We gather around our fire pit often in the evenings. As warm flames are wont to do, they inspire us to speculative conversation. My kids are no more insightful than anyone else’s kids, but their frankness reminds me that even though I’ve wised in maturity, much of my dazed adulthood was spent trying to forget or deny the simple truths I knew as a child. My daughters’ questions are like conduits back to days of innocent clarity.
One wanted to know what happened to the babies we lost in miscarriage, and I explained how we pray for their salvation and never, ever lose hope in God’s infinite mercy. Another asked about the eternal destiny of our late hound dog Rufus, the family pet for all their lives until he died a few years ago. Then a baby toad hopped into the fire and evaded our shoo’s until he lost his pitiful battle to nebulous hot coals. Another asked about the worm, Debbie, corralled in yonder red bucket.
To varying degrees, whether for the sake of upstage-ment or sincerity, the girls expressed angst over losing these creatures forever. “How can we be happy in Heaven without Rufus, Debbie, and frogs to catch?” Then they thought of friends and family. “What about people we love? What if they don’t go to Heaven?” We talked about the Sacraments, venial and mortal sin, free will and grace. I’m comfortable discussing that, even speculatively.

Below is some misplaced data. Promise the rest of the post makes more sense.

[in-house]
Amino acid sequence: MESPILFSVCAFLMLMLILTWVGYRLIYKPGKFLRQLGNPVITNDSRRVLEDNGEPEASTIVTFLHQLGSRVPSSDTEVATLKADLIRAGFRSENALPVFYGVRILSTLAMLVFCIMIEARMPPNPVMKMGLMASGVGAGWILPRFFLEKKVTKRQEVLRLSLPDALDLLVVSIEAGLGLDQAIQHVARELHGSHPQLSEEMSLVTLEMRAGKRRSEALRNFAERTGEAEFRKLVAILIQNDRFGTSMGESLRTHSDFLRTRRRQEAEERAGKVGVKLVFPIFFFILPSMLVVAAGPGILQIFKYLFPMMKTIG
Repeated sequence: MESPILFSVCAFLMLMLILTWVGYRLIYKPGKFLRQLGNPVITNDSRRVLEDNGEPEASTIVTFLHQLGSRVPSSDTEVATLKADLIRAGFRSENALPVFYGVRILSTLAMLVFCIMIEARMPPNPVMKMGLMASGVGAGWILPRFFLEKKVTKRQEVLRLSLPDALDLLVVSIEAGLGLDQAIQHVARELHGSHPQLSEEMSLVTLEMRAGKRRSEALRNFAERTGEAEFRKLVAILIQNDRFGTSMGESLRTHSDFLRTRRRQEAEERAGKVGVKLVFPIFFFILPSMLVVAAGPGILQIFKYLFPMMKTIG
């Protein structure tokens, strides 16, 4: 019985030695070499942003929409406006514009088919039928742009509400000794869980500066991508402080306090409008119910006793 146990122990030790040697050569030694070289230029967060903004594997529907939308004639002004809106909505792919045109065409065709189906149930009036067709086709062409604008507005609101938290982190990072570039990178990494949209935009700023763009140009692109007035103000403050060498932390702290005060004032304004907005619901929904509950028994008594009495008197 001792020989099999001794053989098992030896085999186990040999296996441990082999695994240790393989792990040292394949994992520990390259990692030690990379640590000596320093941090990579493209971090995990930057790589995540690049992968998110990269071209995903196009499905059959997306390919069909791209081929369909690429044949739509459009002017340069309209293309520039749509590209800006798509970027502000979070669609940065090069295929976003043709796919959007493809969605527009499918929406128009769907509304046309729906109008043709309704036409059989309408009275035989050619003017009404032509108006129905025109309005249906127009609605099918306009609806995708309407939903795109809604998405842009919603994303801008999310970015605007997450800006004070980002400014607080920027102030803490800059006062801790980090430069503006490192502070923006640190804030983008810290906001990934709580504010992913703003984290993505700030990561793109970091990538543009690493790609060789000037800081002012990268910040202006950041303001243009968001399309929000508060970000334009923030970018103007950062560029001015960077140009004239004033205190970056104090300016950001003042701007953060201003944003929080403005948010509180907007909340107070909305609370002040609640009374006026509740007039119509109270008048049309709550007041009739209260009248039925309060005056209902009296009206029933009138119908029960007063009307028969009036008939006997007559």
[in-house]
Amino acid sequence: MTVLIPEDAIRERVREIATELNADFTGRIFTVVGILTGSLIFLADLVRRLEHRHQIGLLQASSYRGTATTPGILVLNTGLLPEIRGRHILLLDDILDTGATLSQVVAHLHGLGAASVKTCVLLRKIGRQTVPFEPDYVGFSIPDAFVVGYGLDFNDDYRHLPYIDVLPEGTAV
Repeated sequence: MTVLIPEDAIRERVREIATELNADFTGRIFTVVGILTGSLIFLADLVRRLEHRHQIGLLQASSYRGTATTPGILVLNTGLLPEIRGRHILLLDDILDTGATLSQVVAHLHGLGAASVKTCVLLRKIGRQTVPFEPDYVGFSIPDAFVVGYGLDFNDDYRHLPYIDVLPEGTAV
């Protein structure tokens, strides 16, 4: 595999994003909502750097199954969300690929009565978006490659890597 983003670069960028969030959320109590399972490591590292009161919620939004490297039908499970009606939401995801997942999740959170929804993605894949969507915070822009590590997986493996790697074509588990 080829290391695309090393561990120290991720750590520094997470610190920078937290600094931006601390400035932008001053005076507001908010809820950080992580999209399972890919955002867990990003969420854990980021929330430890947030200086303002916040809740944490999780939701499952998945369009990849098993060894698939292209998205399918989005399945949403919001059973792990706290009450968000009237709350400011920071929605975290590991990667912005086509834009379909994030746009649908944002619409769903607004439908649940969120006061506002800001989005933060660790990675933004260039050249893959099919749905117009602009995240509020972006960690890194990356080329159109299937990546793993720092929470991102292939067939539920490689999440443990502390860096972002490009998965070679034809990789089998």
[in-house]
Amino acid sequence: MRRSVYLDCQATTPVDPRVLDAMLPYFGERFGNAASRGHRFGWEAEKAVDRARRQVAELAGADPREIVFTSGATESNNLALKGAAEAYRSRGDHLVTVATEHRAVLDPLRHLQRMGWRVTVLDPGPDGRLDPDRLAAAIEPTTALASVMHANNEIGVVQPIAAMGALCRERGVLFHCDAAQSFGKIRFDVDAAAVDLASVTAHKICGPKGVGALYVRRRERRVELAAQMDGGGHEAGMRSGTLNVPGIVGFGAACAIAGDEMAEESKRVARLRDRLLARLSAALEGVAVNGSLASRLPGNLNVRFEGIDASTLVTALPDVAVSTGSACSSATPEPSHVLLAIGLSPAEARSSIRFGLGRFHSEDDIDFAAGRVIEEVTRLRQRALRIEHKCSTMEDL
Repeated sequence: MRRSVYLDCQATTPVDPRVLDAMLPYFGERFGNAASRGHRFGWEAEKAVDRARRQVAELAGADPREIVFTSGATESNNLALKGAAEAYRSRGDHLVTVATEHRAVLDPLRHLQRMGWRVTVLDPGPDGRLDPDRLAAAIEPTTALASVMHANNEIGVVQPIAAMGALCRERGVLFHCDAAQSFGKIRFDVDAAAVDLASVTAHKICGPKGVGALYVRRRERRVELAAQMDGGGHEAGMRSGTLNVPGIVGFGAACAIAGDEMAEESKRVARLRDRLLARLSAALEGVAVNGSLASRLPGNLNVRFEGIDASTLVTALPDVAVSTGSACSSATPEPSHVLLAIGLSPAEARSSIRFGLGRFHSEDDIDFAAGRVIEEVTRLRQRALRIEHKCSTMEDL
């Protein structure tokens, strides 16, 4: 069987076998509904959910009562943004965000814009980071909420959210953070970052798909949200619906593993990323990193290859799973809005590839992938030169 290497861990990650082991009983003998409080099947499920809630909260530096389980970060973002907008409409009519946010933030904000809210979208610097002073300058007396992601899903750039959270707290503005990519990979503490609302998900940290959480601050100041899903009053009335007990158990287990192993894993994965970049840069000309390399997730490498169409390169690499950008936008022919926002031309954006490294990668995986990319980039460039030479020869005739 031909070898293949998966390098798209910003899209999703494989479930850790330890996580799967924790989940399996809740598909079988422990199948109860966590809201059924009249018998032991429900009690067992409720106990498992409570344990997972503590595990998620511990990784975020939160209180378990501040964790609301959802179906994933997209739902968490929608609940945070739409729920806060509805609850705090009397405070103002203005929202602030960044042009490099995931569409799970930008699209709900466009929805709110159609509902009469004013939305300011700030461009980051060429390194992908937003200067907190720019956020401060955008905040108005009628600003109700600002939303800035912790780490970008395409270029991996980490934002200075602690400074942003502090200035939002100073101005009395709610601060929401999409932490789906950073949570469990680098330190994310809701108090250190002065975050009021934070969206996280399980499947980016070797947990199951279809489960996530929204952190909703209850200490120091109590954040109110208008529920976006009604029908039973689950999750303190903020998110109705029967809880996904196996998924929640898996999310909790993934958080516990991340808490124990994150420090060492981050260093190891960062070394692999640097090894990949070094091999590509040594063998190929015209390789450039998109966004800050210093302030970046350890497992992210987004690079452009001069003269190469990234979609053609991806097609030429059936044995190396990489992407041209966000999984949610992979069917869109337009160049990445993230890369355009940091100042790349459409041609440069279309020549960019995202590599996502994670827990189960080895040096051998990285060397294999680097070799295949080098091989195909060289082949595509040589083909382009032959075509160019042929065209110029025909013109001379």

Not long ago I avoided such topics too deeply because I thought if I ended a conversation by invoking mystery, I’d stifle their inquisitiveness or, someday when they are older, harm their faith. I’ve heard atheists complain their parents always resorted to, “Well, it’s a mystery.” I wanted to give these kids firm answers. But then I realized the fullness of truth does lie in the mystery. It’s good to guide kids as far as we can, and then allow them to ponder beyond for themselves.
“Girls, I don’t know if our lost babies, our Rufus, your Debbie, or that frog will go to Heaven, but I don’t worry about it. Christians are people of prayer. We are people of faith, hope, and love.”
Not surprisingly, weeks later my ten-year-old asked, “Mom, then is it possible to love someone into Heaven?”
It occurs to me still as I write these words, we simply do not know. We pray for grace. When we pray for someone else, I think of such prayers as inviting that person to our spiritual campfire, as asking Christ to surround that person with grace so that in the glow of communion, we see that person more luminously, as God sees him or her, so we then can know and love that person more perfectly, and so ultimately that person comes to see God with us. I think my daughter’s conclusion was wiser than anything I could have said though, “We’ll only know if it’s possible if we never stop trying, right?” Yes, that’s it.
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